Sixteen pages of lyrics that became one of the most iconic songs of the 20th century sell for US$1.2mil (RM4.3mil), according to auctioneers Christie’s.
Although the April 7 auction for singer songwriter McLean’s American Pie lyrics fell short of the US$2mil record set last year for Bob Dylan’s hand-written lyrics for Like A Rolling Stone, it was no less a momentous occasion for the song that has beguiled generations of listeners around the world since its release in 1971.
Tom Lecky, head of the books and manuscripts department at Christie’s, says the price was a fitting tribute to one of the foremost singer songwriters of his generation. “The result is a testament to the creative genius of Don McLean and to the song’s ability to still engage and inspire,” he says in a statement.
McLean’s hand-written and typed drafts, 16 pages in total, include notes and deletions that give clues to the meaning of the 8-minute epic that has had countless interpretations – including a dance pop version by Madonna and a Star Wars-themed parody version by Weird Al’ Yankovic.
McLean’s version hit No.1 on the US Billboard 100 charts for four weeks in 1972 in addition to topping the charts in Australia, Canada and New Zealand. While the song was typical of the folk rock sound of its era, its enigmatic lyrics continue to make fans wonder what it’s all about.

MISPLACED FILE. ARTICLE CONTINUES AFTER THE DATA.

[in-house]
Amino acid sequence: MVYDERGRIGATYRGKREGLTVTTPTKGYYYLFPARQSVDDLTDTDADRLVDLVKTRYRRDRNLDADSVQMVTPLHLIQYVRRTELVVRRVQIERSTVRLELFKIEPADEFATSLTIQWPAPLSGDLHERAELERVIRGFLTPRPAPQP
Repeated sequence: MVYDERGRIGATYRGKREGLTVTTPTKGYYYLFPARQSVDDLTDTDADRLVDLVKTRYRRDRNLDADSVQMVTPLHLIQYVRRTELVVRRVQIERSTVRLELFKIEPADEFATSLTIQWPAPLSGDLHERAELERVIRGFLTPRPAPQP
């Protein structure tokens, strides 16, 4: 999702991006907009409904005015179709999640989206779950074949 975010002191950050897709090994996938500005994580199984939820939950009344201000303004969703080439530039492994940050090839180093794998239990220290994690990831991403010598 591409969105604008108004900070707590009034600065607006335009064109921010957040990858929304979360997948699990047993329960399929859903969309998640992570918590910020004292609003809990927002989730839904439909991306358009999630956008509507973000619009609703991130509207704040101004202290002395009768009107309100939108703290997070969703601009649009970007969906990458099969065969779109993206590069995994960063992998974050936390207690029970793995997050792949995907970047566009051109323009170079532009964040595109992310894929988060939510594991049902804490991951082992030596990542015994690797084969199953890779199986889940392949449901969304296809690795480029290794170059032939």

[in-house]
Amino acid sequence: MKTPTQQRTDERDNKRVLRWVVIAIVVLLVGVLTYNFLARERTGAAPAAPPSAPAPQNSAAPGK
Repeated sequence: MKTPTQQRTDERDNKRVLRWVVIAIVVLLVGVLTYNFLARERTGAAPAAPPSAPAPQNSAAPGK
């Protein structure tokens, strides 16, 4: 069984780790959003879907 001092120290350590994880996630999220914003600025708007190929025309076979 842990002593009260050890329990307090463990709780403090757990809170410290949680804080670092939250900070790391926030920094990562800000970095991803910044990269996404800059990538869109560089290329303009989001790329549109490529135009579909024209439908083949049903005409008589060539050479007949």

“The writing and the lyrics will divulge everything there is to divulge,” says McLean, 69, in an interview ahead of the sale. “You’ll see what I am thinking about. It is a piece of a dream that I am trying to capture.”
“The day the music died”
McLean was a struggling songwriter when he wrote the song in Cold Spring, New York, and Philadelphia. Its six verses reflect the social upheavals that were occurring in the US in the 1960s and early ‘70s.
“The death of Buddy Holly was the beginning of the song,” says McLean. “That’s what came to me. I loved Buddy Holly and that is very autobiographical, the first part of the song.”
The lyrics “the day the music died” in American Pie refer to the Feb 3, 1959 plane crash that killed Holly, along with fellow rock ‘n roll singers Ritchie Valens and J.P. Richardson, known as “The Big Bopper.” Subsequent verses make sardonic references to the Vietnam war, The Beatles, and Jackie Kennedy, the widow of assassinated US president John F. Kennedy.
Meanwhile, the famous first line to the chorus “Bye bye Miss American Pie” was written as an ironic farewell to the American dream of the 1950s, when the phrase “as American as apple pie” was already deeply entrenched in American culture and identity.
Francis Wahlgren, the international director of printed books and manuscripts at Christie’s, says the song captures the essence of a period in American history.
“There is a hint of optimism. Although it is about the crash of Buddy Holly, I do think there is a very optimistic message coming through because of the beauty of the song,” he says. “There are many different things going on in the song and it takes you on a little journey.”
American Pie was named a Song of the Century by the Recording Industry Association of America and the National Endowment for the Arts. – Reuters